Tip: Almost Rules for Playing by Ear

We’re continuing our lesson series Playing Guitar by Ear, which is geared to newbies. Newbies to both guitar and playing by ear. We’re getting ready to actually play a melody by ear – on a piano. Remember from the last issue (Portable Music Maker) that learning to play by ear on the piano is a zillion times easier than guitar and that what you learn on the piano you can transfer to guitar playing. If you don’t have a piano or keyboard, don’t worry: We’ll look at places where you can get a virtual keyboard. This is software that simulates, visually and sonically, an actual piano keyboard.

Almost rules

Let’s talk about some skills that are almost required to play by ear, but that you can easily build. I call these skills “almost required” These skills will massively help you play by ear.

One of those almost required skills will probably seem obvious to you, but we need to mention it: listening. You have to listen, with concentrated effort, when you’re learning to play by ear. That means putting on headphones, tuning out all distractions, and imagining yourself crawling inside or surfing on top of the sounds coming from your CD player or computer. Spend time listening without singing. Singing is also important, but listen first, then sing. By doing this, you devote your full attention to the impressions the notes are making on you.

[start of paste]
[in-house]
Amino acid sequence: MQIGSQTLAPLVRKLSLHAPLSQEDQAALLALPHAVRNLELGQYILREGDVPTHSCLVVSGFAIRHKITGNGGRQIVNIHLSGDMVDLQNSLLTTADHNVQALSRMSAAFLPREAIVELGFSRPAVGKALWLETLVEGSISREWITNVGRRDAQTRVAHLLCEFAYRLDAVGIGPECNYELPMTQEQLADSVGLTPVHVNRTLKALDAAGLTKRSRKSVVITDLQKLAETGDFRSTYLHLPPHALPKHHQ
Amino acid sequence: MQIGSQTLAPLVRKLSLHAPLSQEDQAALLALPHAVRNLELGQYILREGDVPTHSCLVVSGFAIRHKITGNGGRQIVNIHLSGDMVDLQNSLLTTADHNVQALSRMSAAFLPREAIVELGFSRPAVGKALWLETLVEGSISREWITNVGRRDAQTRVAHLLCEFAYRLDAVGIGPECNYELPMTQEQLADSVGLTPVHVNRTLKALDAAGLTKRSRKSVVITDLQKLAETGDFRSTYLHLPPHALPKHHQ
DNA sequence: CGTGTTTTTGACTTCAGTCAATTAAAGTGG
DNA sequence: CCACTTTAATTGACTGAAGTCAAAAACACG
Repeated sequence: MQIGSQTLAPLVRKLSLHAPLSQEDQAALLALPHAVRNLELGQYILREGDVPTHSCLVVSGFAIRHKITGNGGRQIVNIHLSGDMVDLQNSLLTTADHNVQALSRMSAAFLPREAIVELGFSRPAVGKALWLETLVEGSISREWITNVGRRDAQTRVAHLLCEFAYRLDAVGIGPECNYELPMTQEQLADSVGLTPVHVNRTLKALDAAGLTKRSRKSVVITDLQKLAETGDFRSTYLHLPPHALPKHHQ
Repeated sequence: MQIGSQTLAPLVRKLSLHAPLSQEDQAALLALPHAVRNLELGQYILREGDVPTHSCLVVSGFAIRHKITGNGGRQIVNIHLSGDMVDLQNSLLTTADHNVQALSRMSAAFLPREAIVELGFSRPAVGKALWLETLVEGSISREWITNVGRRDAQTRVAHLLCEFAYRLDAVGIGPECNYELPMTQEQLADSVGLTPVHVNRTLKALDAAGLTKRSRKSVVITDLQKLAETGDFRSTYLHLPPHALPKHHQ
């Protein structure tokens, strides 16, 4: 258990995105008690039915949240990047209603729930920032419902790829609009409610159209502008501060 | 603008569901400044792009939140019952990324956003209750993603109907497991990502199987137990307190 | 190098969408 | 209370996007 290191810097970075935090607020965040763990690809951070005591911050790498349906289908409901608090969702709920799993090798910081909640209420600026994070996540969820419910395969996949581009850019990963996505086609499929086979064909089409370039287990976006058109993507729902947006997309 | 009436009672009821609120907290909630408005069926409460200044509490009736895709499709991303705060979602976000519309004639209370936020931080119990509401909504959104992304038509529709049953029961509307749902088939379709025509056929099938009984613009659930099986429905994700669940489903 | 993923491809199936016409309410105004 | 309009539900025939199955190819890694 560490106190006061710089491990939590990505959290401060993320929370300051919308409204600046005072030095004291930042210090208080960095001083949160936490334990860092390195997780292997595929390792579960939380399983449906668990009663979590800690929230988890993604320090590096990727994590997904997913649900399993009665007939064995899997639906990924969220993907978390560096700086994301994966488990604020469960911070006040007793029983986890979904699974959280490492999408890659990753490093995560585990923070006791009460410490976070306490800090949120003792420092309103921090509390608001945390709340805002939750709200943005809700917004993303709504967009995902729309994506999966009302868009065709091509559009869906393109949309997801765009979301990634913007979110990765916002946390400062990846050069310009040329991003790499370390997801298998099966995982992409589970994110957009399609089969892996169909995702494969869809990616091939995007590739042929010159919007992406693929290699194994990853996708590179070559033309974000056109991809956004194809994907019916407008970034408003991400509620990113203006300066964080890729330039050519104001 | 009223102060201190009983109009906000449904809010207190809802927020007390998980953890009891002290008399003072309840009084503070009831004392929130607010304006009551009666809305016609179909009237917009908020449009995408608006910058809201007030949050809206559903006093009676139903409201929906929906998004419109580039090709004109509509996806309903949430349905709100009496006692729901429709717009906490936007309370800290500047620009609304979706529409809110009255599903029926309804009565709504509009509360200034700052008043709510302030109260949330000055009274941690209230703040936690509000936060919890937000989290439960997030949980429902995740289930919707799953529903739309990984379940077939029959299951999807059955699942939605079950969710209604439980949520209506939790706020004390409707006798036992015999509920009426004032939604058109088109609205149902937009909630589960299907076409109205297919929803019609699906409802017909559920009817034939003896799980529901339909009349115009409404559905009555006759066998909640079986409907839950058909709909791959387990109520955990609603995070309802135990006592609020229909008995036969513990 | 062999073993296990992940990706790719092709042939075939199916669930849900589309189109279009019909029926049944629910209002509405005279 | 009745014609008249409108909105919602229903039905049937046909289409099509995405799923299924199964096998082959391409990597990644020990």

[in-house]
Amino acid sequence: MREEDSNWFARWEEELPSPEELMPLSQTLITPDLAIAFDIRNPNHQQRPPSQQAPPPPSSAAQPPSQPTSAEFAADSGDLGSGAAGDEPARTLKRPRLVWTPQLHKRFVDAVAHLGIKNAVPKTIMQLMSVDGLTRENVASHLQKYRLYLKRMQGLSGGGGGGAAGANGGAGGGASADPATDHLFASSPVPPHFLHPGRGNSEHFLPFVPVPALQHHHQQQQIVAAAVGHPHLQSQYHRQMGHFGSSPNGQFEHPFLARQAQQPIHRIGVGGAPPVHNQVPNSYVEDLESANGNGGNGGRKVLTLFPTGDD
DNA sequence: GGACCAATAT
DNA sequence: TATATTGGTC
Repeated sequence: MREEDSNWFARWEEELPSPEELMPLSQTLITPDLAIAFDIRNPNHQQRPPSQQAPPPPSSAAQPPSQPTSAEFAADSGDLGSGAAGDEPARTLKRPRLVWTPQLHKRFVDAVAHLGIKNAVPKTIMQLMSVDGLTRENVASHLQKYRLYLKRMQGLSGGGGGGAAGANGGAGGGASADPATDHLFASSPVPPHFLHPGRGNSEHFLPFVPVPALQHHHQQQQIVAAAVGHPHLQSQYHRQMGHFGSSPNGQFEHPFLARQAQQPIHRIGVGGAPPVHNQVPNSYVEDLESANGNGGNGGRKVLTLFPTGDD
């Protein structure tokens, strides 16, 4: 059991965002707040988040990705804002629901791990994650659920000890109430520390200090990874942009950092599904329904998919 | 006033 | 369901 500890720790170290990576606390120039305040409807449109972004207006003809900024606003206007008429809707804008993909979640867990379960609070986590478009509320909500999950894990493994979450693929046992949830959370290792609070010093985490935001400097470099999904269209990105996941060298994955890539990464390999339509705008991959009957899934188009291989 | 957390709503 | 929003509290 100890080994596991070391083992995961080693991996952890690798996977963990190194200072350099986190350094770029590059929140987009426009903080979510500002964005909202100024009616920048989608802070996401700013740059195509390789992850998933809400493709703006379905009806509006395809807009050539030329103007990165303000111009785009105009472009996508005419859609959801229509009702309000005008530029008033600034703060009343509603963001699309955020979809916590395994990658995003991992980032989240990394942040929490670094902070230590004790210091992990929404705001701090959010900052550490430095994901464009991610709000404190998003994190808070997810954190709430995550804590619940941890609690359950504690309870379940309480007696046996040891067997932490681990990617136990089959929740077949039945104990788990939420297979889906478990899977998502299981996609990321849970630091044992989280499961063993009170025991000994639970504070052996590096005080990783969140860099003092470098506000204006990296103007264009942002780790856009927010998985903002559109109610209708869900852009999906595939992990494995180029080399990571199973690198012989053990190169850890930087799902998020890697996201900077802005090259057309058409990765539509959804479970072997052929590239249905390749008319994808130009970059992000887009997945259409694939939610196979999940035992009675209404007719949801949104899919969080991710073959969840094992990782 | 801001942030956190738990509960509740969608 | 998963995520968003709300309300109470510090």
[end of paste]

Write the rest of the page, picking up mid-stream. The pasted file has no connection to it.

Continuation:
In a sense, you’re listening with your feelings. Music is the kind of thing that directly affects your psyche; it can immediately trigger emotions within you. So, when you listen with concentration to a piece of music, you’re actually listening to your emotional responses to it.

We don’t need to go overboard with this. For instance, when you hear Steve Vai or Yngwie Malmsteen fire off a billion notes in 1 microsecond, you’re not going to be able to identify the emotions that each note – or actually note change – has on you. But, with some training, you will be able to identify the overall feeling that you get from listening to such a dense concentration of notes.

We’ll continue with “almost-rules” next time.

Thanks for reading.

Copyright © 2008 Darrin Koltow

This first appeared in the Guitar Noise News – September 1, 2007 newsletter. Reprinted with permission.